For parents looking to introduce their tween children to lighter superhero fare before giving them heavier doses of superhero drama, “DC Superhero Girls” is a nice animated introduction. Based on the hit toy line, “DC Superhero Girls” is set in the superhero high school, where DC Universe’s most powerful superheroes attend to learn how to fight crime. The movie is mostly centered on the female superheroes from the DC Universe including young Wonder Woman, young Batgirl, Supergirl, Bumblebee, Katana, Poison Ivy, and class clown Harley Quinn.
Whether we like it or not, summer is right around the corner, and Mill Creek Entertainment is helping movie lover ring in the season with a marathon of ten great beach and summer movies. Well, great is a broad term, as most of these movies are goofy eighties nonsense and action schlock you can enjoy with some beers and nachos. At fifteen hours, this collection is compiled in to three DVD’s and packs in some new titles along with Mill Creek’s more prominent comedy titles.
“Teen Titans: The Judas Contract” is a sequel to “Justice League vs. Teen Titans” which was a sequel to “Batman: Bad Blood” so don’t worry, it all ties to Batman. Like pretty much everything DC Comics these days, it’s all about Batman, and “The Judas Contract” compensates for the lack of Batman by including both Robins. Not only do we get a look at Dick Grayson as Robin when he led the Titans, but we also go to modern times where Grayson is now Nightwing. Damian Wayne is Robin now, and is a member of the Teen Titans. So that Batman flavor DC banks on is still there, even if Batman never shows up. “The Judas Contract” is an adaptation of one of the most iconic comic book storylines of all time, as the Teen Titans confront a traitor in their midst. Sam Liu’s animated adaptation is weak and limp, and often times bereft of entertainment value. And I say that as someone who genuinely loves the character Nightwing.
Sam Liu’s “The Judas Contract” is both a sequel to “Justice League vs. Teen Titans,” and an adaptation of perhaps one of the most iconic storylines in comic book history. And, I’ll just say it: The animated series of “Teen Titans” accomplished this storyline so much better. With “The Judas Contract” we’re given literally eighty four minutes to know, understand and empathize with the Teen Titans and perhaps feel a twinge of shock when they’re betrayed by a close ally. With the animated series, we were given so much more build up and time to understand the betrayal of Terra, as well as dodge all the creepy pedophilia overtones between villain Deathstroke and his assistant. The animated series allowed for a lot of build up and when Terra does make her descent in to the dark side it stings so much that even levelheaded Raven begins to shed a tear.
I’m not going to argue that “Power Rangers” isn’t a movie made by a committee. The action loving, kid in me, however, really enjoyed what “Power Rangers” had to offer. It really is a re-imagining of the “Mighty Morphin” era of “Power Rangers” but tackles every plot element and universe building idea with so much more finesse and logic. The reason why these Rangers control robotic dinosaurs makes sense. The reason why Alpha Five is so important makes sense. Zordon being so crucial to helping the Rangers makes so much sense. The diversity is so much more natural and fluid than the original TV series, where everything just felt tacked on for broader appeal. Best of all, the blue ranger finally gets his due in a movie where he is the heart and soul of the entire group.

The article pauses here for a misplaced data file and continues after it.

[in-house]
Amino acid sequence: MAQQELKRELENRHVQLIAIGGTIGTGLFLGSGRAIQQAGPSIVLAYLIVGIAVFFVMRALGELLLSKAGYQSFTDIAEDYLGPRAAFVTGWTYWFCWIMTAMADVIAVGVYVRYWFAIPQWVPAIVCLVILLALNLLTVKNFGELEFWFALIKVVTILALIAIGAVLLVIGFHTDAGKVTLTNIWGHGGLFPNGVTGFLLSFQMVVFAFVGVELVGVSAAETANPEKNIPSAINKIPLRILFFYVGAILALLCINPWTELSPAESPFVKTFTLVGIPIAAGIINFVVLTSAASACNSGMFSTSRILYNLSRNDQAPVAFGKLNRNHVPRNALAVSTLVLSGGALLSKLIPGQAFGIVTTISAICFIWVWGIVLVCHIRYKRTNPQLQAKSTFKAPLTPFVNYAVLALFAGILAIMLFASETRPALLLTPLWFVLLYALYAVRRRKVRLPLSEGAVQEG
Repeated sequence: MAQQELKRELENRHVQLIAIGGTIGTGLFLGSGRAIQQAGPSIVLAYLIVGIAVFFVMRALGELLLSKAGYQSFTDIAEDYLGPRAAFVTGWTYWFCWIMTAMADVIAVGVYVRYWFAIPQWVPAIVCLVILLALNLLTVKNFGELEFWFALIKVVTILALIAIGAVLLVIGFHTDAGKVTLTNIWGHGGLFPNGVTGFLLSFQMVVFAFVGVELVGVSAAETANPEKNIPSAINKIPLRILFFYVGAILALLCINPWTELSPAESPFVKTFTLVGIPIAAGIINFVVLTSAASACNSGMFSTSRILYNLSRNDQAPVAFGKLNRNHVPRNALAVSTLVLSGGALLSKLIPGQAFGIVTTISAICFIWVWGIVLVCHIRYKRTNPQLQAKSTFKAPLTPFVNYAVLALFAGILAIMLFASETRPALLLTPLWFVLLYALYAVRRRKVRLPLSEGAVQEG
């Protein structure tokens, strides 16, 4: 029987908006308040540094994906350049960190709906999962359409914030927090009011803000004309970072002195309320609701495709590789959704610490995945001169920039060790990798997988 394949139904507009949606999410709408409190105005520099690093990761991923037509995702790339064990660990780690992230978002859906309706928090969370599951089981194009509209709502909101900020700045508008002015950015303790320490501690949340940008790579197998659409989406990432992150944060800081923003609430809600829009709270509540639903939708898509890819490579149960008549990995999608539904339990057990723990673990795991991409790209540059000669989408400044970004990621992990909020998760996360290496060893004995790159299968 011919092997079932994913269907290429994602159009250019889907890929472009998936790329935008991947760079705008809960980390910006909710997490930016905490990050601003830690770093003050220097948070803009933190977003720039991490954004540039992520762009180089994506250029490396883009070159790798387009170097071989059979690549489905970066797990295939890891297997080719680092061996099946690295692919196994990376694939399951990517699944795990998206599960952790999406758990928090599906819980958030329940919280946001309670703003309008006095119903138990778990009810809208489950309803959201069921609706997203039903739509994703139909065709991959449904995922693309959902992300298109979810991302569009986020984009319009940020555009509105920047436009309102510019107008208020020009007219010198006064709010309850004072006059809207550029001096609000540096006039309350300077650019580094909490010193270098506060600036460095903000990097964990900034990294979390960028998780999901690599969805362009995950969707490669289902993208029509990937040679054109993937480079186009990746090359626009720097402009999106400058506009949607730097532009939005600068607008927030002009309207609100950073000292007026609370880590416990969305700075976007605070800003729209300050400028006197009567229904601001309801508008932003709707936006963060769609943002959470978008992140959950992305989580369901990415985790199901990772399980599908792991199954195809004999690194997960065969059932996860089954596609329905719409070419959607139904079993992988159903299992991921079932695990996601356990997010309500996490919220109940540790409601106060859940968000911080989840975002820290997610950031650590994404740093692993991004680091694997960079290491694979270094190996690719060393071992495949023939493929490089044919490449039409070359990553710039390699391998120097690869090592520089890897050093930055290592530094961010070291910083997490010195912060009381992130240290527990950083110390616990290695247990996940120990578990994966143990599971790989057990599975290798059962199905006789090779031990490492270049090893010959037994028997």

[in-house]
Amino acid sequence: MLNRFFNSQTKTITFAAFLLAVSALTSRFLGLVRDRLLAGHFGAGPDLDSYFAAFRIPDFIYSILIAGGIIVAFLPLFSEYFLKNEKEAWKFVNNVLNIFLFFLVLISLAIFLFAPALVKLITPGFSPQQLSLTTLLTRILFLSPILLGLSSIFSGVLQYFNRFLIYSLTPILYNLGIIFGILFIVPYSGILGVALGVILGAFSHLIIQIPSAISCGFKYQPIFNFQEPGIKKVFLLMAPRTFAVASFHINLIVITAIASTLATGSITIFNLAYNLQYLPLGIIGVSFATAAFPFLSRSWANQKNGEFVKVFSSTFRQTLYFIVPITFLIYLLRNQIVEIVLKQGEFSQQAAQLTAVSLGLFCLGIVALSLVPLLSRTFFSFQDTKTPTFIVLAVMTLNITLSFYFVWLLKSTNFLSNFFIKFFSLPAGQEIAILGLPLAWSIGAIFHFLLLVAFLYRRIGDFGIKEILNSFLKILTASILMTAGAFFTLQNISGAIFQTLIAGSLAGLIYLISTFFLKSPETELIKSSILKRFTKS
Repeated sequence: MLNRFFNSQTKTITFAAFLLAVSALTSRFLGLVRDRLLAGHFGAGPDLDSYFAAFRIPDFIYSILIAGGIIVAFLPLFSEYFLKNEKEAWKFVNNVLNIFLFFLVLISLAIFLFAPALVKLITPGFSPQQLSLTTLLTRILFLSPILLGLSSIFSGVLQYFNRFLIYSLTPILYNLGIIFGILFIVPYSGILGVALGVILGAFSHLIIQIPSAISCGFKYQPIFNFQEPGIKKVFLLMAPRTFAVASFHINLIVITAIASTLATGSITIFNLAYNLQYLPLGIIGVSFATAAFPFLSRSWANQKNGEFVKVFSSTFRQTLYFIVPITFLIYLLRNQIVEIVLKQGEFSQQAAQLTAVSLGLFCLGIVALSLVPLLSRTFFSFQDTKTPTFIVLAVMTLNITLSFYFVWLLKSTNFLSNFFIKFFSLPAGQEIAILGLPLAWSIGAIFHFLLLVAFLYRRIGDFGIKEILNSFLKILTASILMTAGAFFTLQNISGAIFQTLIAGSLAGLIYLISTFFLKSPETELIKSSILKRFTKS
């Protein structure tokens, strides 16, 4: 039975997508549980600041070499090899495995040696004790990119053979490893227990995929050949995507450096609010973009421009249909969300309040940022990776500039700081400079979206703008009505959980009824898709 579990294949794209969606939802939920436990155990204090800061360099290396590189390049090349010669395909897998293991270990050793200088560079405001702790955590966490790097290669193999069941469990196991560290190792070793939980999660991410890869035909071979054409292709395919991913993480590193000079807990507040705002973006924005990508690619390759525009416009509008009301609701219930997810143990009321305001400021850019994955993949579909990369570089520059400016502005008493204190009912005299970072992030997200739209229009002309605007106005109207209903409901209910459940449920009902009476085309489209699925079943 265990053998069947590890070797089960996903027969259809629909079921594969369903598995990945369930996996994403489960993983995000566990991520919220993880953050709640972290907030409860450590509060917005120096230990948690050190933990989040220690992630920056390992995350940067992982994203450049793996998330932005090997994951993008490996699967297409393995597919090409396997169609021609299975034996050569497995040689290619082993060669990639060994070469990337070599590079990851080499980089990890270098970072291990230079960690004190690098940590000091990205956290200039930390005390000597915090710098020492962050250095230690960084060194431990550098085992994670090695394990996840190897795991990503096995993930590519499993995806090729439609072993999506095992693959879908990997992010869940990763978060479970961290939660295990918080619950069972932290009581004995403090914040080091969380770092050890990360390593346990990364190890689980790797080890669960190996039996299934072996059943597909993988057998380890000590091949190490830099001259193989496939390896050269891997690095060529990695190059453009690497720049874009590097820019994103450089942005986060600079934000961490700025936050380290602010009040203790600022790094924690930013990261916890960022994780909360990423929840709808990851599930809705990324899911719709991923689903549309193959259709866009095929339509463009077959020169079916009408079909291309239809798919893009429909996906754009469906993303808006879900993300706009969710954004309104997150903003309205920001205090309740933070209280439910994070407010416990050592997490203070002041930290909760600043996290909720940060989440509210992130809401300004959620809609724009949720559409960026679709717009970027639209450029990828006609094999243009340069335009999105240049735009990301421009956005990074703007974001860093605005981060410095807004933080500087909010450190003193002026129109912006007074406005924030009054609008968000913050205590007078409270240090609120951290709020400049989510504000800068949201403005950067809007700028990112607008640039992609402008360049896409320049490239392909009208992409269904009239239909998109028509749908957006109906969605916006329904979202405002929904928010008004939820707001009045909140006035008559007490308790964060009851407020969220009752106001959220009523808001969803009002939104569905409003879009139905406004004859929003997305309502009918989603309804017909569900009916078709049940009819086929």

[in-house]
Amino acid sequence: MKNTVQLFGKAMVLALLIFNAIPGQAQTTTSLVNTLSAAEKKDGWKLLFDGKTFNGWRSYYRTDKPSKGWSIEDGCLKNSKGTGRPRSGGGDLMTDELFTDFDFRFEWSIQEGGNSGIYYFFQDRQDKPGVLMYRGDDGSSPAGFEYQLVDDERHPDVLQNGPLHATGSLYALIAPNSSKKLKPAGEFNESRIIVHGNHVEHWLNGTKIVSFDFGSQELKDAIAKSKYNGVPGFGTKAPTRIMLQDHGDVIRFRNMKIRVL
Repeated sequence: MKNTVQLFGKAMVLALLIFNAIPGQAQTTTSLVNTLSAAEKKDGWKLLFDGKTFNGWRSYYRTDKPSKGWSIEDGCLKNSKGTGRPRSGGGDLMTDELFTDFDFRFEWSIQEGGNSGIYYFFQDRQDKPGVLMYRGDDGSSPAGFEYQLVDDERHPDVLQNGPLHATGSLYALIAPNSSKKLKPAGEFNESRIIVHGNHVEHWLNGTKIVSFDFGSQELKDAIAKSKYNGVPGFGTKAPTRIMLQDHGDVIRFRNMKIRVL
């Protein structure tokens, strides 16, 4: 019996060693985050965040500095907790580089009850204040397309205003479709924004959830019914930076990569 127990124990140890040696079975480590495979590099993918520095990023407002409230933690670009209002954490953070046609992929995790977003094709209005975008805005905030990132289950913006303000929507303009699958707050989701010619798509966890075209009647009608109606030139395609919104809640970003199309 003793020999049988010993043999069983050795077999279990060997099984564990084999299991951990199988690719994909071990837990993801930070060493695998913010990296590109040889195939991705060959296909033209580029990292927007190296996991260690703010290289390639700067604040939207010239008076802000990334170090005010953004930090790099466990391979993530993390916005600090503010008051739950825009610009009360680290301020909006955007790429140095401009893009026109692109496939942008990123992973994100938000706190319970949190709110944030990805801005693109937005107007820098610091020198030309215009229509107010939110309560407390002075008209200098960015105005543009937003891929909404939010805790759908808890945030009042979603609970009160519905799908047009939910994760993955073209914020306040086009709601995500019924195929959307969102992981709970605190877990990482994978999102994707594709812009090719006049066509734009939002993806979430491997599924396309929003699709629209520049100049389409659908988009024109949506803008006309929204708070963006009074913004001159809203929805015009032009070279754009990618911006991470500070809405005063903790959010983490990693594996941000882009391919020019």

It’s another episode of “Filmonsters!” and while I appreciate the inherent idea behind Full Moon composing hour long movies with broadly written monsters that vaguely resembled Universal’s staples, this second movie isn’t good. In fact it’s almost the exact same movie as “Frankenstein Reborn!” To evoke emotions in the vein of RL Stine’s “Goosebumps” the producers make a young girl the star of their story. I think if it took off, every “Filmonsters!” would have had young teenagers who realize something about themselves or their families while fighting monsters. I wonder if there would have been a “Gillman Reborn!” with a young girl realizing she’s from a family of ancient lizard people or something.
Easily one of the best films of 2016, Kelly Freman Craig’s “The Edge of Seventeen” is a wonderful drama comedy teeming with engaging characters and compelling human dilemmas all of which garner a sense of sheer sadness. Not since “The Perks of Being a Wallflower” have I seen a drama comedy evoke the themes of John Hughes so beautifully. Too often when directors and writers try to invoke Hughes, they forget the key element to their narrative that the main protagonists can be and often are as flawed and selfish as the supporting characters and antagonists. The same can be said for “The Edge of Seventeen” where Hailee Steinfeld is incredibly adorable and compelling as Nadine Franklin. From the moment we meet her, Nadine is her own worst enemy, she’s someone who is always doubting herself and on the verge of a break down.